Tuesday, December 14, 2021

The Sun is made of plasma

This image covers an area 22,600 miles wide on the Sun's surface, covered in plasma divided into "cells" (Image: NSO/NSF/AURA)

Perhaps you've heard a lot about plasma, which makes up the “flames” on the surface of the Sun. But what exactly is it? Just as we find three states of matter here on Earth—solid, liquid, or gas—there is also a fourth state in space, plasma.

When there is a very intense heat incident on some matter, electrons are ripped from the atoms, which results in free electrons and atomic nuclei devoid of negative electrical charge (the negative charge comes precisely from the electrons), which are called ions. When scientists speak of “charged particles from the Sun” they are referring to these ions.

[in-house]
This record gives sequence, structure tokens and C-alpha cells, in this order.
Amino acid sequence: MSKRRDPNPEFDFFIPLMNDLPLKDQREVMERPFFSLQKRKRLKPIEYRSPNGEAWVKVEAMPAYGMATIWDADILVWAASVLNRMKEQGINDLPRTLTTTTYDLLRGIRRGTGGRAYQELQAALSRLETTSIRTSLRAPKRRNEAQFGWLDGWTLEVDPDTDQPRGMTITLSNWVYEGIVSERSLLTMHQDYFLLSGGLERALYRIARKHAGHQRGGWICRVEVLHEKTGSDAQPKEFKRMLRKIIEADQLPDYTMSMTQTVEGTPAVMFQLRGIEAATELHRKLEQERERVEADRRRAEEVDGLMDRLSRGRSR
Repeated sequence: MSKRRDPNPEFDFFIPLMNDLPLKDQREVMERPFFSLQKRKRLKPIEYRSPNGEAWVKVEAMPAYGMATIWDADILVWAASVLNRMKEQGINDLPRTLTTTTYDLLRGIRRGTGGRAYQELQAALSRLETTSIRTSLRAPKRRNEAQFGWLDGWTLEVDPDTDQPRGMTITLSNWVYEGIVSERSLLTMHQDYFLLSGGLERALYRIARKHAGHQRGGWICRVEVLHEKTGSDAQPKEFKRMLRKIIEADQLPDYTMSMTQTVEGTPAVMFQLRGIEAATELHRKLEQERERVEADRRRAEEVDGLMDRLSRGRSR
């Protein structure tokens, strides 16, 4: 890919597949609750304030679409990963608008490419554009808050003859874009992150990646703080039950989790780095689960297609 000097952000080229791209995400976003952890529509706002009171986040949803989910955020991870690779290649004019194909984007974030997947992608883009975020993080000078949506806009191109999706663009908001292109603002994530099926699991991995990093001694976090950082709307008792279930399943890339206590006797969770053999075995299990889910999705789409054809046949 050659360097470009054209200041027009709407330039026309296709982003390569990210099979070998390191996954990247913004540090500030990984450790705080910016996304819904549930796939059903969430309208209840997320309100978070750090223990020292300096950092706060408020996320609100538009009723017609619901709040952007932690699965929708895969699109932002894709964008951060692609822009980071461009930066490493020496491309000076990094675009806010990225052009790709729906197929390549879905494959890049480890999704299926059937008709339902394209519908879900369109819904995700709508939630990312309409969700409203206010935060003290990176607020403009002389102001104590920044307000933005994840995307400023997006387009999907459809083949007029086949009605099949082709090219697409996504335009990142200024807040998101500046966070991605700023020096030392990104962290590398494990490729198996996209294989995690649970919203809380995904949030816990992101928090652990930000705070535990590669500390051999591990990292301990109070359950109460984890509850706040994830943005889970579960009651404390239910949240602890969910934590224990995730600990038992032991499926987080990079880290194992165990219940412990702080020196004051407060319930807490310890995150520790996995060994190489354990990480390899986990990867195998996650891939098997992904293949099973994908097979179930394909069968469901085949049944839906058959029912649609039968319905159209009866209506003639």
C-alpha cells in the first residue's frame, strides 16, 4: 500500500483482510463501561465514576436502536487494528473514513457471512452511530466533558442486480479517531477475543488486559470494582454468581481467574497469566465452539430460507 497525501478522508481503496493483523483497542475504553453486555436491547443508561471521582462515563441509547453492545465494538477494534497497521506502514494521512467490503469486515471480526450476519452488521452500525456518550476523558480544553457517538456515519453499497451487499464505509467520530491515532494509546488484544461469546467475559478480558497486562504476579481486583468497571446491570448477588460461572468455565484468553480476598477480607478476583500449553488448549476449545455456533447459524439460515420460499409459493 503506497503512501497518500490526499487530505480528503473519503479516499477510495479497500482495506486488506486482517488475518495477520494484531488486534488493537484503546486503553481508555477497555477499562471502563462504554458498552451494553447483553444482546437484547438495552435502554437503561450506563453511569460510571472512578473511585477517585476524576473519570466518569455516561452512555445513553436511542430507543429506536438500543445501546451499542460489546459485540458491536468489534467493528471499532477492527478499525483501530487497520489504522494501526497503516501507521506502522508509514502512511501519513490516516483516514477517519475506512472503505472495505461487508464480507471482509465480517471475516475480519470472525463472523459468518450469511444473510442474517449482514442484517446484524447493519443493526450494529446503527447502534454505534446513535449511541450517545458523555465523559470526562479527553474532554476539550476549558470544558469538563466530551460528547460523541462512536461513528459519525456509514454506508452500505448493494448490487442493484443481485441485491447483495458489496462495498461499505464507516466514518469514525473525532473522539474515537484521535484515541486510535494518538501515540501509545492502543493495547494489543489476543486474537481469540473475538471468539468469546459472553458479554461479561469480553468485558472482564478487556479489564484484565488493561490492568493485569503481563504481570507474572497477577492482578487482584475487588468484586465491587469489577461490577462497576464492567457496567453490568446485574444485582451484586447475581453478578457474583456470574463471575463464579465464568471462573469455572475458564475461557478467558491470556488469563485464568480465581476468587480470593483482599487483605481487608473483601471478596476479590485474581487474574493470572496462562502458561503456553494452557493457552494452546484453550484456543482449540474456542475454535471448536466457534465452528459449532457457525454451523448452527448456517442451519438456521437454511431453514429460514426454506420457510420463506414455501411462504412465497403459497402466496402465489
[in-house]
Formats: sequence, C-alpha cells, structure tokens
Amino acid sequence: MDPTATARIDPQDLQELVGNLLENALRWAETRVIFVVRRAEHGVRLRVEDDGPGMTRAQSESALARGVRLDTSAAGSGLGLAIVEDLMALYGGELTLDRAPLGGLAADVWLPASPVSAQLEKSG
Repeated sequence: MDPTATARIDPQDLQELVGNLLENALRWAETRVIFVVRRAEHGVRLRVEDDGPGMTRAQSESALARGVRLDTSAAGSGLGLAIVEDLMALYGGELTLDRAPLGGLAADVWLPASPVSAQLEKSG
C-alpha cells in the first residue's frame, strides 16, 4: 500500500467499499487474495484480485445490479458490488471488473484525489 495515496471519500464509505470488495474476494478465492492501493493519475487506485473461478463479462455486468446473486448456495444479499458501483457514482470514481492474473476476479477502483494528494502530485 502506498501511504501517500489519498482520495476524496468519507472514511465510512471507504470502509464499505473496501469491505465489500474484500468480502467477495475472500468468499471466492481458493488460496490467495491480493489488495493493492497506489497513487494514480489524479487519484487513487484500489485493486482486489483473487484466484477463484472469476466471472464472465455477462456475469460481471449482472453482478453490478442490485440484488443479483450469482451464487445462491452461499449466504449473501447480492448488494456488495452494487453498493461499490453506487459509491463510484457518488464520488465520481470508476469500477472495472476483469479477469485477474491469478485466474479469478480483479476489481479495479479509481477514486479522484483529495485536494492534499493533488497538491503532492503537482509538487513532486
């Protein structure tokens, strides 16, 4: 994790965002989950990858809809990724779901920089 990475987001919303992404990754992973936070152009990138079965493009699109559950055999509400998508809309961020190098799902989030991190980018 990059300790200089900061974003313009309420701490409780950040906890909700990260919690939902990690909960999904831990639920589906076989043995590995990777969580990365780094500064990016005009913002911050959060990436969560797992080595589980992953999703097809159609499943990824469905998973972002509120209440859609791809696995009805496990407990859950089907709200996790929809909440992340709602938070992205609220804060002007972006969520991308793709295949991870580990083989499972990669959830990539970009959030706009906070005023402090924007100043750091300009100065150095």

Ionization happens when high energies are applied to atoms, which can happen with high electrical voltage or high energy radiation. When ionized matter is a gas, it is called plasma. This “soup” of free electrons, ions and neutral particles is not chaotic, but curiously organized and “acts” collectively.

One of the very useful properties of plasma is that it is influenced by electromagnetic fields, which can “control” or rather drive the movements of charged particles in the plasma and create waves that accelerate the particles to high speeds. The Sun's magnetic fields, for example, create plasma eruptions, called solar winds .

When these solar winds approach Earth, the plasma interacts with our planet's magnetic field and the charged particles are driven to the poles, where they manage to reach a lower altitude and interact with the ionosphere, creating the auroras. Relativistic black hole jets are also the result of the plasma being driven by magnetic fields towards the object's poles. So the sun doesn't "catch fire" , as is common to imagine!

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